Emergency Obstetrics in Communities Without Hospital-Based Maternity Care
Increasingly, rural hospitals are closing obstetric units, and local families have to travel far from home to give birth. Compared to urban residents, rural residents have less access to services, more frequently live in areas with healthcare workforce shortages, and travel longer distances to receive maternity care.
By 2014, more than half of rural counties had no hospital that provided care for childbirth; 179 rural counties lost obstetric services from 2004-2014, and at that time, fewer than half of rural counties had a hospital that provided obstetric care. Our research has documented the potential health risk of losing hospital-based obstetric services, including increases in preterm delivery, out-of-hospital births, and emergency room births.
Prior studies on emergency obstetric care access in rural America date back 25 years, and substantial hospital and obstetric unit closures have occurred since then, alongside changes in technology and practice patterns, as well as maternal health outcomes. Data on emergency childbirth care in the rapidly changing rural U.S. context is urgently needed to support state and federal policy efforts aimed at improving rural maternity care access and supporting the viability of rural healthcare delivery systems for meeting the needs of rural residents. Limited information is available about local preparedness and capacity to support emergency obstetric services in rural communities with no hospital that provides this care or those that close this service line, and this project aims to provide these data.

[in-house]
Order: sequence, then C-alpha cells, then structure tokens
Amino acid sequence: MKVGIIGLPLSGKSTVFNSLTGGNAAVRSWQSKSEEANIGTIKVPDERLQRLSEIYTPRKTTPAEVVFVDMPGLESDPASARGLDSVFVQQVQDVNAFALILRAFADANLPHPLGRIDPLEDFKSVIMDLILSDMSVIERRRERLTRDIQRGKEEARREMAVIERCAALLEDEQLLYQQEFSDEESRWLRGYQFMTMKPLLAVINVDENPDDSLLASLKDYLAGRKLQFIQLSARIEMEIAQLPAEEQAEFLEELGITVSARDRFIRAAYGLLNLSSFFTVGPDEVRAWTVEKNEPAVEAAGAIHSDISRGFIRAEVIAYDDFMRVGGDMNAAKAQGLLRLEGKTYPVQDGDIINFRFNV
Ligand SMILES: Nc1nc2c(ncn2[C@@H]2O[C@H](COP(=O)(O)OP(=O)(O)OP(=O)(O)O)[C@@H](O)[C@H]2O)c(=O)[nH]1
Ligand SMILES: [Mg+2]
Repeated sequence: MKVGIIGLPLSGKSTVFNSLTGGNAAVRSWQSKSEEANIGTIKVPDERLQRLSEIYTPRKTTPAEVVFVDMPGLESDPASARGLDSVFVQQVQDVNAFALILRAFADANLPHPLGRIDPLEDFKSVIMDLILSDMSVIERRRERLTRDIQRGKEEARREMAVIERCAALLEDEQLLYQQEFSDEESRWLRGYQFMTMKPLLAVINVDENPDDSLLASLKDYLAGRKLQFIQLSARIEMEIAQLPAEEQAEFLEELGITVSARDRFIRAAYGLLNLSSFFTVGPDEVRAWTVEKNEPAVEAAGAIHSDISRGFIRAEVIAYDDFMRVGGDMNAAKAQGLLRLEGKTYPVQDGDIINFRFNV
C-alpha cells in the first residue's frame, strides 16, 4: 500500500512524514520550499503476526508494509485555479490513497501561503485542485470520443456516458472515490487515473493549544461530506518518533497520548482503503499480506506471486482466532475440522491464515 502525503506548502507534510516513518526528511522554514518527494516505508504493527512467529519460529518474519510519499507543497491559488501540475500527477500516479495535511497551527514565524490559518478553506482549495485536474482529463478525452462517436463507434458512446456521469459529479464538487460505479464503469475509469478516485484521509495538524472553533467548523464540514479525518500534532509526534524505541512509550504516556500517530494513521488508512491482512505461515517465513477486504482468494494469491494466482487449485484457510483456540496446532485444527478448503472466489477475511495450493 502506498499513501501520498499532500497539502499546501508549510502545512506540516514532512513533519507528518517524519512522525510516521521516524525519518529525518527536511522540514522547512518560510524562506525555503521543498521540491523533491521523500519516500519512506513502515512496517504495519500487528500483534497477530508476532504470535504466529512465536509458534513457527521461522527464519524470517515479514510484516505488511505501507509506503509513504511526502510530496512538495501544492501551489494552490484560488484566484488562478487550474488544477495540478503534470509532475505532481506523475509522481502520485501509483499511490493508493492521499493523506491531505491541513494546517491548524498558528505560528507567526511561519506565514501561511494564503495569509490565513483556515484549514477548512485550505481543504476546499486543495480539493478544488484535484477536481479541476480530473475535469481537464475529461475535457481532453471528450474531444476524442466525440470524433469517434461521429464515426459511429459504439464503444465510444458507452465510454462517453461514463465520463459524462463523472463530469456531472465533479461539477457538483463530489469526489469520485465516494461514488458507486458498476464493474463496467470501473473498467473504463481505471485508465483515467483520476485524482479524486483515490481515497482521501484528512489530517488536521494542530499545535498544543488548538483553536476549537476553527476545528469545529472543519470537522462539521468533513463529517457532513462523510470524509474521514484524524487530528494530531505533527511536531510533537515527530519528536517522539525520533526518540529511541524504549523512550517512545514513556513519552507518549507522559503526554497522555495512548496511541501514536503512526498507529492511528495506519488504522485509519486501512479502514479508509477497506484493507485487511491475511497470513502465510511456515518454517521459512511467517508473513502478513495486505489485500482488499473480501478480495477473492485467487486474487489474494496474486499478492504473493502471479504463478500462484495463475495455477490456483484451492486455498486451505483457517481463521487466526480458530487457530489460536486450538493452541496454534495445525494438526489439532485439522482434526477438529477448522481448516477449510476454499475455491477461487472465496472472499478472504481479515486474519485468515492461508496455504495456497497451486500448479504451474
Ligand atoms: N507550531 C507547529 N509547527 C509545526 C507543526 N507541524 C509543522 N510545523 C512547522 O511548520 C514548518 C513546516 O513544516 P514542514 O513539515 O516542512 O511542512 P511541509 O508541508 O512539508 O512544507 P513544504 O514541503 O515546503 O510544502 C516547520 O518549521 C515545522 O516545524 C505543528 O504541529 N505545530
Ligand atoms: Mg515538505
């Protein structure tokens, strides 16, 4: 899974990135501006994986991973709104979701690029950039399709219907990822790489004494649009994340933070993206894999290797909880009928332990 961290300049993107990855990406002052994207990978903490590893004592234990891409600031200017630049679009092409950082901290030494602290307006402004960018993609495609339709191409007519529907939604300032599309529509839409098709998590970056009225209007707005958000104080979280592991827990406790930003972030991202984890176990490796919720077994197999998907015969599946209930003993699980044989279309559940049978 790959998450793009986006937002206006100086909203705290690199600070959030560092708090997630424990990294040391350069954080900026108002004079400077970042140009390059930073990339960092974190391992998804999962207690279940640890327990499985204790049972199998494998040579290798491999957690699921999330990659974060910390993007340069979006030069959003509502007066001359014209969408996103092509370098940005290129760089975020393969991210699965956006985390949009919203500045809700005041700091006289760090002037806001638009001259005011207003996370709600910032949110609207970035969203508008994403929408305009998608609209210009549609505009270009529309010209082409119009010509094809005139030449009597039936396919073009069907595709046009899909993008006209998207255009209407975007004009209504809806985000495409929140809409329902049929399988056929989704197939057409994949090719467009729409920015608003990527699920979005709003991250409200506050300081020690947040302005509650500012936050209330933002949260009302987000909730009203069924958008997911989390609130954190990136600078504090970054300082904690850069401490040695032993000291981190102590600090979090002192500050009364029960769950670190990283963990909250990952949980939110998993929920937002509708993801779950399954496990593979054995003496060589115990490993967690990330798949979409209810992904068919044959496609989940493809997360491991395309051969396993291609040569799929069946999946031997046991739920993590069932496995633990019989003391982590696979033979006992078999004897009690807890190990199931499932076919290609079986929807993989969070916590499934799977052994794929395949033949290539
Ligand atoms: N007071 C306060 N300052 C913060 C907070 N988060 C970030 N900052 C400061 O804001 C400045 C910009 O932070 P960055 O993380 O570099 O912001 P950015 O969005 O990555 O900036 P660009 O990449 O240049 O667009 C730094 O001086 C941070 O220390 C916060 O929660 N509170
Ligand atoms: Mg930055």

Using the 2018 American Hospital Association Annual Survey, we will identify rural hospitals that do not provide obstetric services, distinguishing Critical Access Hospitals and Prospective Payment System hospitals. We will then describe the characteristics of these rural hospitals in terms of hospital size, location, and service lines. We will conduct a survey among sample of rural hospitals that do not provide obstetric services, across all U.S. census regions, to ascertain local emergency obstetric capacity. We will also conduct a site visit to guide interpretation and write-up of study findings.